Have you ever wondered what the stress of managing the holidays is doing to your brain?
One of the most cited pieces of research in this area was published in 2006 by the American Psychological Association in a research report simply titled “Holiday Stress.” In this survey, respondents cited one factor – time – as the most challenging to navigate. Specifically, 85% claimed that a lack of time added to their stress levels, and 67% reported that time management was their most significant holiday stressor overall.
In 2016, Harvard Medical School’s neurobiology department weighed in on holiday-related stress, noting that the brain’s prefrontal cortex goes into overdrive during the holidays because of the greater number of activities to track. “Over time, a high level of demand can decrease memory, halt production of new brain cells, and cause existing brain cells to die.”
So, why bring this topic up in a maintenance and reliability publication? Two articles from this month’s issue help answer this question: our cover story on 3D printing by managing editor Christine LaFave Grace, and Doc Palmer’s latest column on planning and scheduling.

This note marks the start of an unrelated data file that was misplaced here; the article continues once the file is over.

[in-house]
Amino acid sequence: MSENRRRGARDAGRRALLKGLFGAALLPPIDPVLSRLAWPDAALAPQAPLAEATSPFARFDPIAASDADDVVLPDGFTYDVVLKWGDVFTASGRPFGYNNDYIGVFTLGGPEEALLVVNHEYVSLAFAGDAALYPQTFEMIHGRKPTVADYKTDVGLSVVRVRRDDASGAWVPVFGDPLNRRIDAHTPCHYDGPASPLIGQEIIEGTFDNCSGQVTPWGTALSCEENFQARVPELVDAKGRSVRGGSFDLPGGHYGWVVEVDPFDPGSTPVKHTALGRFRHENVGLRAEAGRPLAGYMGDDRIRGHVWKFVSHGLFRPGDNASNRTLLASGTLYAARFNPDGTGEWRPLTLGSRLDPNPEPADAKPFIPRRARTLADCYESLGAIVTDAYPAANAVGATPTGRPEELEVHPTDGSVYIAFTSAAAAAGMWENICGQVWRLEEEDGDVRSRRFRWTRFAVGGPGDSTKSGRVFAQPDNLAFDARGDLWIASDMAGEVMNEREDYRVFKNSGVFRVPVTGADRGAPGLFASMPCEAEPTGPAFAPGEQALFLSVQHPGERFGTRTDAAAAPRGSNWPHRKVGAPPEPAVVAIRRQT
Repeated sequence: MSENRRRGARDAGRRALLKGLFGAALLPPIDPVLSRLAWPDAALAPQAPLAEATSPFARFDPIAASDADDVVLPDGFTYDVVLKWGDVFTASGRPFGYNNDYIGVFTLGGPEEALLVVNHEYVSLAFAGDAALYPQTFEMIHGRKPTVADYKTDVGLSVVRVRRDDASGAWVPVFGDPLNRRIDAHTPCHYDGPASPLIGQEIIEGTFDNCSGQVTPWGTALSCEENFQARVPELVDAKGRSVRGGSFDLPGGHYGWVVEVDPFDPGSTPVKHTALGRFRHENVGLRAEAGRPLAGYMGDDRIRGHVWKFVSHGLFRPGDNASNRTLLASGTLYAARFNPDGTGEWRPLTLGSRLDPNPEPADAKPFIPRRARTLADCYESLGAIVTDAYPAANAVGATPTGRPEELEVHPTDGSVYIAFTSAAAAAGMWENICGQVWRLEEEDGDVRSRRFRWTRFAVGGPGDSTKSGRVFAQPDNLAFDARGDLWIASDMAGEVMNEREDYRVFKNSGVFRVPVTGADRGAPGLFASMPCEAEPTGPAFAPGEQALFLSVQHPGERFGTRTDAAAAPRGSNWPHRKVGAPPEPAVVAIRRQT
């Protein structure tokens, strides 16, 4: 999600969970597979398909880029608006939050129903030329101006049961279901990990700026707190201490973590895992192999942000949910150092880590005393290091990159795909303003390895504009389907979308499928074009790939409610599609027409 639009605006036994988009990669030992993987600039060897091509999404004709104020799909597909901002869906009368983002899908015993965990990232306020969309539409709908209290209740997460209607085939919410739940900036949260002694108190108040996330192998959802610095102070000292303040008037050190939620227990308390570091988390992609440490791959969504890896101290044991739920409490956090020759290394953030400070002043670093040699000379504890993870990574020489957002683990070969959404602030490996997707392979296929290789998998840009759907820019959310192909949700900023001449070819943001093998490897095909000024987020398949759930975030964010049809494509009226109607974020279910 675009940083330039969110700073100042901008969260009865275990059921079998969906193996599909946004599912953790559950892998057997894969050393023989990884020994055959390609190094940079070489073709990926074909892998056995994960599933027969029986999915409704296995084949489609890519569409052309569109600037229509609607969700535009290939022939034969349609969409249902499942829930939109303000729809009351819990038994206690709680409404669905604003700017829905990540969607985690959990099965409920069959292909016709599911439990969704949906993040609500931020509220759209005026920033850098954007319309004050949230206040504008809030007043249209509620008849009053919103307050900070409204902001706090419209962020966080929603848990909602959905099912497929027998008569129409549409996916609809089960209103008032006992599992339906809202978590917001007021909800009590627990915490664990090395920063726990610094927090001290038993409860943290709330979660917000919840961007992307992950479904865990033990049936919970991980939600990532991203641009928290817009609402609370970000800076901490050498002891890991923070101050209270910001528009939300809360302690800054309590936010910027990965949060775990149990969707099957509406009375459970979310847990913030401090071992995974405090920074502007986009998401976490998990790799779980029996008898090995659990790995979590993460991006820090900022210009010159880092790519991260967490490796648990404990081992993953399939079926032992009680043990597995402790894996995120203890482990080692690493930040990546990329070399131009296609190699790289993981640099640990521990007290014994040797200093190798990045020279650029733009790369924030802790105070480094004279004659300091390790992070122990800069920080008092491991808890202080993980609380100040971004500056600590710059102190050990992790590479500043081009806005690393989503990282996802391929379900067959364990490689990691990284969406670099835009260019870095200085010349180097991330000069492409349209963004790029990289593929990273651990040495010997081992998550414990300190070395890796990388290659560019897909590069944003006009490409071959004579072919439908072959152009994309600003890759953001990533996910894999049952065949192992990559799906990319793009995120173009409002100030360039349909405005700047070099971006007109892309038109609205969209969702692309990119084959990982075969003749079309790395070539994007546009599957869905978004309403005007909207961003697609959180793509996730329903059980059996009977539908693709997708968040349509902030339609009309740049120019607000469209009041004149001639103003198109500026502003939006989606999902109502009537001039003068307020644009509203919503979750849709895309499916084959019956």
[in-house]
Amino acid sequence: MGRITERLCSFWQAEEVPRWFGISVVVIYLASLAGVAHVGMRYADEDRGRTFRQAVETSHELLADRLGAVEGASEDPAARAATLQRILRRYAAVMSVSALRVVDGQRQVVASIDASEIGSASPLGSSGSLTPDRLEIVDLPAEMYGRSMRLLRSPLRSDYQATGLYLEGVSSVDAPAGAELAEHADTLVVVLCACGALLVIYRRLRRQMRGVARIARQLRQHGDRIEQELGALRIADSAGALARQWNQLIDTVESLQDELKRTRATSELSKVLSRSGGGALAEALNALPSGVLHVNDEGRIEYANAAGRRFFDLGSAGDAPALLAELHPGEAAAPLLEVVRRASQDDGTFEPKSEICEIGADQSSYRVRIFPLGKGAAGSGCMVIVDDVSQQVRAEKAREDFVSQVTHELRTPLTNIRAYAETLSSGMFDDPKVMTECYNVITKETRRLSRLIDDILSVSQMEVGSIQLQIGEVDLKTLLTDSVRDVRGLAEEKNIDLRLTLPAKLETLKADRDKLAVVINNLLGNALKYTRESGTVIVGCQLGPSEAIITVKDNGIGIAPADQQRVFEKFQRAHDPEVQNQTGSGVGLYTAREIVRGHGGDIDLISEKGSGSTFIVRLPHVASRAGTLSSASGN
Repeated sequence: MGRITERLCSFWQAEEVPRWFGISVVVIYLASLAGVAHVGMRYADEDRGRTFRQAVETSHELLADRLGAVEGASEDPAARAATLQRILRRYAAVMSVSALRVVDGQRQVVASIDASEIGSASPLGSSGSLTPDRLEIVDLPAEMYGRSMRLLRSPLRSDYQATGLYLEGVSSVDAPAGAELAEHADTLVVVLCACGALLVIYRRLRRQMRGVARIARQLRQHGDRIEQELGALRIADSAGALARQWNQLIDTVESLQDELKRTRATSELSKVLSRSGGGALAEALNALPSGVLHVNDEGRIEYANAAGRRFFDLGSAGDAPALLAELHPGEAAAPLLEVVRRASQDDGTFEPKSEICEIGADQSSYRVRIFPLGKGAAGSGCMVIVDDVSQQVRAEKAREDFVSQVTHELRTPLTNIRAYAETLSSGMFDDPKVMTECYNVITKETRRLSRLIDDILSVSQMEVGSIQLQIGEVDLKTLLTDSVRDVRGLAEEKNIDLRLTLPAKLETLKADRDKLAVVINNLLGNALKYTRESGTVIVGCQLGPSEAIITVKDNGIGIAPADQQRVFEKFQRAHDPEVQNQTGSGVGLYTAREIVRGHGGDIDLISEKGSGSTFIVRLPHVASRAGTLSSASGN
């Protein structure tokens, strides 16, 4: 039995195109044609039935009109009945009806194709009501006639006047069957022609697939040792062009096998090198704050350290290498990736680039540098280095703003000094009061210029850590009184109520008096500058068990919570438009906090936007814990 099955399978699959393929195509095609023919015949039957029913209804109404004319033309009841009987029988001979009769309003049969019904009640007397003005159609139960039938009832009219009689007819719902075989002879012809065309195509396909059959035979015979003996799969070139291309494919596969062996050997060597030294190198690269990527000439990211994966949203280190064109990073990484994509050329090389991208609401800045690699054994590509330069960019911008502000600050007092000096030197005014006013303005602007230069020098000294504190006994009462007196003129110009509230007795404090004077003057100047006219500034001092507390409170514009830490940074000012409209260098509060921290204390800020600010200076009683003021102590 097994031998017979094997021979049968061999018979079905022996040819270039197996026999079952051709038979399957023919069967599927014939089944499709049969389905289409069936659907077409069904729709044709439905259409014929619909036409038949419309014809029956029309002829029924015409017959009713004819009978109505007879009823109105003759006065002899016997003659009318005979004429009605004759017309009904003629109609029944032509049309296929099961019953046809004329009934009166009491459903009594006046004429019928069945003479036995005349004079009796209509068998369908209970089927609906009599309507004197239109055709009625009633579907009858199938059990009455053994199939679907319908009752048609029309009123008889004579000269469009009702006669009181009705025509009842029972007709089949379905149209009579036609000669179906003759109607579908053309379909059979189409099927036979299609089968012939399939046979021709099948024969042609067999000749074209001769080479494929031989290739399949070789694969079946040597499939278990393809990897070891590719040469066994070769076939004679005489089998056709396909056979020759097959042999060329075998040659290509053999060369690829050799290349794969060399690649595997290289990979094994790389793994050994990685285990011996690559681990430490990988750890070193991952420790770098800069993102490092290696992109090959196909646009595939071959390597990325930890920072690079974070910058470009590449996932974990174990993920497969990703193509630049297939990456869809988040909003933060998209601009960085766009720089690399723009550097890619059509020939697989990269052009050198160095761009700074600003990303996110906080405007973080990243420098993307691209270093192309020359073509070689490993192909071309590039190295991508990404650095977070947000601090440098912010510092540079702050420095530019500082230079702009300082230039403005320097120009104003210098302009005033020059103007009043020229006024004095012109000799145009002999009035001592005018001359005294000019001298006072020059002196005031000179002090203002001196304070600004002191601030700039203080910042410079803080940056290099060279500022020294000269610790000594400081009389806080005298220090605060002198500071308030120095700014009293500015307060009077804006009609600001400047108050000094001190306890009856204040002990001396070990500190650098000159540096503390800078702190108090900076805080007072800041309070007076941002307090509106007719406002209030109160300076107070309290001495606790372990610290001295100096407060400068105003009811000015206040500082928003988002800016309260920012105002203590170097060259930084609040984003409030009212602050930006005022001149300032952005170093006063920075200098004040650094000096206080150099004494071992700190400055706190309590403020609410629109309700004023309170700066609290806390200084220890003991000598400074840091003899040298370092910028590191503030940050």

Doc has led the way this year in our coverage of this topic, starting in January with his argument that proactive maintenance via proper planning and scheduling helps plant teams unlock untapped reserves of extra labor. In this month’s column, Doc makes a point that made me think of the holidays: To complete more work than normal, “have the scheduler fully load the weekly maintenance schedule with 100% of the available labor hours.”
What? Isn’t life stressful enough without going out of your way to fully load your schedule? As Doc explains, though, the goal isn’t to stick to the schedule; it’s to complete more work, and “a crew started with a 100% fully loaded schedule usually completes more work even if it frequently breaks the schedule to take care of operations’ urgent concerns.”
This point is balanced in our cover story by a strategic recommendation from Mike Vasquez, founder of 3Degrees, for anyone exploring the role of 3D printing in their facility. Be sure that the application of the technology is tied to a specific business goal, he says, such as saving time to production, reducing inventory, or expanding an on-demand supply chain. “Just because you can 3D-print something doesn’t mean you should,” he says. “If you’re telling me that you want to recreate these screws and just use 3D printing for no justification, then that’s a challenge.”
In other words, try not to stress out too much if your holiday schedule is 100% booked, as you’ll ultimately see more people and do more things than if you had deliberately dialed back your schedule. And, do your best to make sure that each thing on that schedule is tied to your bigger personal holiday picture.